In rare move, El Al drug smuggling suspects held beyond 30 days without charges

In rare move, El Al drug smuggling suspects held beyond 30 days without charges

Police believe ring used company planes to transport cocaine to Israel; suspect said to have turned state’s witness; weapons warehouse used by gang reportedly uncovered

Illustrative photo of an El Al plane taking off from Ben Gurion Airport, August 5, 2013. (Moshe Shai/Flash90)
Illustrative photo of an El Al plane taking off from Ben Gurion Airport, August 5, 2013. (Moshe Shai/Flash90)

The deputy state prosecutor has granted police extraordinary permission to extend the remand of five individuals held on suspicion of smuggling large amounts of cocaine into Israel on El Al planes, without filing charges. The suspects can be detained beyond 30 days without the usual need for an indictment, the Kan public broadcaster reported Sunday.

Judge Guy Avnon noted at a hearing that the suspects’ detention could be extended as there was reasonable suspicion based on the evidence presented.

A high-ranking security liaison for El Al and a former Shin Bet official were among those arrested last month for their suspected roles in the international drug-smuggling network, which a police attorney dubbed “a wide-ranging affair.”

Last week it was revealed that 11 suspects had been arrested in total, and that police had recruited an individual to turn state’s witness in the case.

Illustrative of cocaine (photo credit: CC BY-SA Valerie Everett, Flickr)
File: Illustrative photo of cocaine (CC BY-SA Valerie Everett, Flickr)

The Ynet news site reported that a warehouse was discovered in the center of the country which it’s believed was used by the smuggling ring to store and manufacture weapons.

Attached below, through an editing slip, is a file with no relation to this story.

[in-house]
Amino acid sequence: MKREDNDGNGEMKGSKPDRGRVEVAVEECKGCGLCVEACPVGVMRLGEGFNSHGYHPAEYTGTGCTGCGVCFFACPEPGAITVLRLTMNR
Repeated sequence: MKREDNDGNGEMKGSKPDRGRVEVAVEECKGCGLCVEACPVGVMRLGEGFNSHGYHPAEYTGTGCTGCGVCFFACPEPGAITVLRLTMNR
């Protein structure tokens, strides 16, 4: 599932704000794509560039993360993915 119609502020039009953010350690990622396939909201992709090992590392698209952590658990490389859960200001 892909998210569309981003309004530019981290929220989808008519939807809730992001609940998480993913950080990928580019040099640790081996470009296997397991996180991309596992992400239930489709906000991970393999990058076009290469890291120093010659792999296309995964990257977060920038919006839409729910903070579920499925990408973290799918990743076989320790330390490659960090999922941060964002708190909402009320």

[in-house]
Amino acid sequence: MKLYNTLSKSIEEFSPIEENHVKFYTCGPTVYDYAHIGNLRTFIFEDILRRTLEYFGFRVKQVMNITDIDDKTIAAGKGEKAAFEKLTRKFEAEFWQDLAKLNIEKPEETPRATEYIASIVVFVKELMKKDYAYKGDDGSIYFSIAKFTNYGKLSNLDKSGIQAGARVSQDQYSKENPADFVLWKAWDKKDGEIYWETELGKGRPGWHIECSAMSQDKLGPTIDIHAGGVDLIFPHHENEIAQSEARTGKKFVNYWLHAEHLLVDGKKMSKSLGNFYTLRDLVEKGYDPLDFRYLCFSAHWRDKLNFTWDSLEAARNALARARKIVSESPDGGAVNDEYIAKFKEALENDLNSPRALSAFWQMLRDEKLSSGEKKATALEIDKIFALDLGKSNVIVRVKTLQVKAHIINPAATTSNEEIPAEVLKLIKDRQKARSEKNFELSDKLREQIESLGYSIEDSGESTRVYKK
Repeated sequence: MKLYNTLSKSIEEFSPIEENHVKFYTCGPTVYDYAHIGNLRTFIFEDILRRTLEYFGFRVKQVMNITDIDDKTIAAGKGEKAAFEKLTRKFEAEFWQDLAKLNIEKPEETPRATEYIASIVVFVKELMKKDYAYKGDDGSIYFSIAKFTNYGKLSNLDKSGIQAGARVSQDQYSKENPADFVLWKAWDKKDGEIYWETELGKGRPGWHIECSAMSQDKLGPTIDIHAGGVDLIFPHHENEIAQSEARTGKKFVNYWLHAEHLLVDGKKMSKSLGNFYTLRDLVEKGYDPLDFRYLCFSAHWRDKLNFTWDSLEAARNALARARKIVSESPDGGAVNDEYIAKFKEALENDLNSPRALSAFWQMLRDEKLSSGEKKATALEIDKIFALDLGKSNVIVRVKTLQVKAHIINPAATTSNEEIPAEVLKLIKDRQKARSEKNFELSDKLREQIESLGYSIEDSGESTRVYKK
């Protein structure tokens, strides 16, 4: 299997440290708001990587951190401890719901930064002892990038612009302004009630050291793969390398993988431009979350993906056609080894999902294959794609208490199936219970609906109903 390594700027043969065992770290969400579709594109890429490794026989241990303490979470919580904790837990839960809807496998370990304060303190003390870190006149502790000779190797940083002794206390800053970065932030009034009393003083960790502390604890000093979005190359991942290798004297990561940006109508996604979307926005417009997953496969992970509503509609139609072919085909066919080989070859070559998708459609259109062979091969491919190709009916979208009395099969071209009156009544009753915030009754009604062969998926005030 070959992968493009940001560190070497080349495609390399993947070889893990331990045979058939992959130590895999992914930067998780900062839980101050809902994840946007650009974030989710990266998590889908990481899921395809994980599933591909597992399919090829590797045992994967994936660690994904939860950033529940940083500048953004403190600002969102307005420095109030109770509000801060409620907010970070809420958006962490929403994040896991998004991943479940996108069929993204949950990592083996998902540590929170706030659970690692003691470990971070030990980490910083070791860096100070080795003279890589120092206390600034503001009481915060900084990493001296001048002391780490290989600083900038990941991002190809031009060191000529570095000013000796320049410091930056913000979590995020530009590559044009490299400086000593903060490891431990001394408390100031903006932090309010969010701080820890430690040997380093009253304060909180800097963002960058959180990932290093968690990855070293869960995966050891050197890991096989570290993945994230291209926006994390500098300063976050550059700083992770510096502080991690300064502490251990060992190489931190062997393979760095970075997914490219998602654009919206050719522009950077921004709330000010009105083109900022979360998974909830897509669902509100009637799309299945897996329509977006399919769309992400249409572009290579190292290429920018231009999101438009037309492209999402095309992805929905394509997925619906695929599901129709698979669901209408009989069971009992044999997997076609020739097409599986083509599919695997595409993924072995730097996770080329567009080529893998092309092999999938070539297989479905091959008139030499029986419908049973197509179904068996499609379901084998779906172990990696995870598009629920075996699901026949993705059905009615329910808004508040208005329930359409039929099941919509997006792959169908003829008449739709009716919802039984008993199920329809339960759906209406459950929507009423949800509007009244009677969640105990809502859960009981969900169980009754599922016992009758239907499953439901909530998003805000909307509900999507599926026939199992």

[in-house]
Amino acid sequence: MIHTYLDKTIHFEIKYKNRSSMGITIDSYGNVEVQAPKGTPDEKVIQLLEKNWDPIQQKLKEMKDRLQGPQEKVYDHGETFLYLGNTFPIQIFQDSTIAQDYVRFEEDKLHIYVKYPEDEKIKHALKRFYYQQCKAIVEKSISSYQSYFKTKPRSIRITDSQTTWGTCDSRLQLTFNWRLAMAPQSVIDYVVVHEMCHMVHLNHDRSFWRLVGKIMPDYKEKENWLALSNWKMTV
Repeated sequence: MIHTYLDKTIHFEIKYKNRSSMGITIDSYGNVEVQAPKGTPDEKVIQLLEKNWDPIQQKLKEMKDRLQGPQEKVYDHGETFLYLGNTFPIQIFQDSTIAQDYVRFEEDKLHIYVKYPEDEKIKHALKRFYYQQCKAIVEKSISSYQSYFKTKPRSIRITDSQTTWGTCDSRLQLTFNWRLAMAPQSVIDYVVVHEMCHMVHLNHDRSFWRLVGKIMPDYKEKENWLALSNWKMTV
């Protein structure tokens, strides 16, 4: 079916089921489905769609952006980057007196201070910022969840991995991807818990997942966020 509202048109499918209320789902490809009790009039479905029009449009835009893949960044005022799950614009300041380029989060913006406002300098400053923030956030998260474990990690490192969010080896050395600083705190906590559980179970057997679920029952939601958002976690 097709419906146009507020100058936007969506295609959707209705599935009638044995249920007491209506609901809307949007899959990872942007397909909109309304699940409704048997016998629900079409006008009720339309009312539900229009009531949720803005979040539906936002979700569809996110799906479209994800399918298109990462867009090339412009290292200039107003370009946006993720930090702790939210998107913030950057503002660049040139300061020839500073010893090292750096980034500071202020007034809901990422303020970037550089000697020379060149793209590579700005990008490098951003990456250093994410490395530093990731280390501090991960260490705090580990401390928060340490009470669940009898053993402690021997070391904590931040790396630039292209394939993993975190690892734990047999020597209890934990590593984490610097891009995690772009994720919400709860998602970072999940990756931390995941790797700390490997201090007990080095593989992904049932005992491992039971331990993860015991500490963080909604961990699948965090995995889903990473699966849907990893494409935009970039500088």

The ring smuggled hundreds of kilograms of cocaine into Israel, and raked in hundreds of millions of shekels, the Ynet news site reported.

The main suspect was identified as Rami Yogev, a high-ranking El Al employee who oversees coordination between the airline and the Shin Bet security service, and is also in charge of the airline’s security abroad.

Police believe Yogev used his top security clearance and access to El Al planes to facilitate the drug shipments.

According to Ynet, in some cases the drugs were loaded onto the aircraft via the jet bridge connecting the plane to the terminal, with Yogev ensuring the operation could be carried out without detection via security cameras.

ILLUSTRATIVE: Jet bridge connecting plane to terminal at Denver International Airport, Sept. 7, 2006 (AP Photo/Jack Dempsey)

The members of the network are suspected of being as “organized as a criminal network,” carrying out the scheme on multiple occasions in a methodical manner while evading discovery.

The details of the case were first revealed after a Rishon Lezion Magistrate’s Court judge rejected, during a remand hearing, a police request to gag the details of their investigation. At the time, four suspects were ordered to remain in custody.

The ex-Shin Bet official was identified as Beno Shalom, who previously served as head of security for the Prime Minister’s Office.

The police did not indicate the extent of Shalom’s role in the smuggling operation.

Yogev, Shalom and two others were arrested after drugs were discovered in the hand luggage of one of the suspects, who had just arrived on a flight from Johannesburg.

“This is a large and wide-ranging affair,” police attorney Nadav Rappoport told Avnon during an earlier hearing. “The suspects smuggled large quantities of drugs into Israel using complex methods.”

Rappoport said the investigation was in its early stages, and noted to Avnon that the police suspicions against Yogev were “more severe” than against the rest of the suspects.

In his decision, Avnon said there was “reasonable suspicion that links [Yogev] to the offenses” — given his role and high rank — and rejected the police request to keep the details under gag order.

In a statement to Ynet, El Al responded to the allegations saying the airline, “views the suspicions very seriously, and is helping law enforcement agencies as necessary in investigating the incident.”

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